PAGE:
The Inertia of Corpses
by Jay Lake
"I shouldn't think he'd be dead." Rosskamp looked over the edge of the cliff, idly fingering his pistol.
Martini snorted, not even trying to hide her contempt. "After a fall like that? Spiderman would be dead."
"Hmm." The older cop leaned a little further out. A thousand feet below, water glinted, a silver thread drawn crazywalk through a landscape of sand and stone. He wondered why nothing seemed to grow along the river's banks. Certainly nothing moved. Or significantly failed to move. "No body I can see."
"He ran over the edge of a cliff, Samir."
"Whatever you say, officer Martini." Rosskamp stepped away in a sort of crabwalk, careful not to turn his back. He'd stopped trusting in the inertia of corpses a long time ago. A quarter mile back to the car, and they could leave.
There would be no paperwork. Not on this job. Accountability, yes. Just not in writing.
Martini shook her head, laughing. "You old guys are so--"
The dead guy ran through her. There was no other way to describe it. Martini's chest burst, arms flying wide from her body. Samir Rosskamp brought up the pistol he hadn't realized he'd already drawn and without even thinking to sight emptied the magazine. Bullets dipped in silver, blessed by three different priests, then rubbed with myrrh and holy water.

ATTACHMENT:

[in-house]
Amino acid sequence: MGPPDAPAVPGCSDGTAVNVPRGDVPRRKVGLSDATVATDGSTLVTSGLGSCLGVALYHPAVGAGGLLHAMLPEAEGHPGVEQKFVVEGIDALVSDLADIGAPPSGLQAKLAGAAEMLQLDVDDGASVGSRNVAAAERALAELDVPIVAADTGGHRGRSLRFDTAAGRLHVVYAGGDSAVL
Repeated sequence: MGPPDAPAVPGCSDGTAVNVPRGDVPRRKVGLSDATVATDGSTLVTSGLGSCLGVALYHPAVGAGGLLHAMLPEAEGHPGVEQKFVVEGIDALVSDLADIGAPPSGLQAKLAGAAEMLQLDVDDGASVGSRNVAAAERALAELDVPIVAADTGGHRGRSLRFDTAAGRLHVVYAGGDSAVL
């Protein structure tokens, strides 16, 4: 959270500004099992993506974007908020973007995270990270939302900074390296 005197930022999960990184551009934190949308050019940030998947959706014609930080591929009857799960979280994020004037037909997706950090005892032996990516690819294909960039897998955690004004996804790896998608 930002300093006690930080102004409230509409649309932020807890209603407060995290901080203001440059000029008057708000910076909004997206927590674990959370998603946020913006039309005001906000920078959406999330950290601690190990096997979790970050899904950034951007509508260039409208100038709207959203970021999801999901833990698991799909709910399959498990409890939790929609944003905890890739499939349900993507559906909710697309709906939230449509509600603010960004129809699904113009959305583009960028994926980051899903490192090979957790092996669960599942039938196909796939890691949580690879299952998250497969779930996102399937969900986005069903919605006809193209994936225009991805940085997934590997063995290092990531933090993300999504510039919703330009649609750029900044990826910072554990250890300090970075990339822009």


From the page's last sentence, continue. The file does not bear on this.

His target dropped and rolled, briefly became caught up in a patch of small barrel cactus, then was on its feet and running at least sixty miles per hour away.
There wasn't enough left of Martini for last words. She was leaving here in baggies. Rosskamp threw up, almost perfunctorily, then shuffled back to the car. This he would have to call in.
If there was one small blessing, it was that his ex-partner wouldn't become a runner as well. Maybe the dead guy had done her a favor, killing her that way. The only thing that had kept him from swallowing a bullet the past few years was the same fear, that he'd become one of them. Marathon Men, as some wit in the press had christened the dead back when this was still a curiosity and not a plague.
Personally, Rosskamp thought it was the Rapture, in slow motion and without purpose. He wondered if the dead felt, remembered, knew who they were? They didn't have much to say. He wondered what the bullets felt as they entered a body. They didn't have much to say, either.
© 2008, Joseph E. Lake Jr.
Edited slightly for clarity from the original post
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